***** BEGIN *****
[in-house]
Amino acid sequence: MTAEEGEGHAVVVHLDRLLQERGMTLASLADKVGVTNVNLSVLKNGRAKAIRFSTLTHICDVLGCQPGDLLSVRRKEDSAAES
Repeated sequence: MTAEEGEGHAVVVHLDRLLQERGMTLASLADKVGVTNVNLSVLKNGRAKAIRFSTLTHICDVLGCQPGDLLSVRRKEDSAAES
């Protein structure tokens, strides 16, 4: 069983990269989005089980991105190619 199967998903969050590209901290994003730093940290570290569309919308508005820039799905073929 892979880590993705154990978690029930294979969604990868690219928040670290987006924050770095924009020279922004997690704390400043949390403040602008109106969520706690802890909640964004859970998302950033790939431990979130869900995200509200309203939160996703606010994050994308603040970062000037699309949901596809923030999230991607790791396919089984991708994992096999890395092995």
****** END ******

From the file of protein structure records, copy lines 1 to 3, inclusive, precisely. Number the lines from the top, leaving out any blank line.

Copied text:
[in-house]
Amino acid sequence: MTAEEGEGHAVVVHLDRLLQERGMTLASLADKVGVTNVNLSVLKNGRAKAIRFSTLTHICDVLGCQPGDLLSVRRKEDSAAES
Repeated sequence: MTAEEGEGHAVVVHLDRLLQERGMTLASLADKVGVTNVNLSVLKNGRAKAIRFSTLTHICDVLGCQPGDLLSVRRKEDSAAES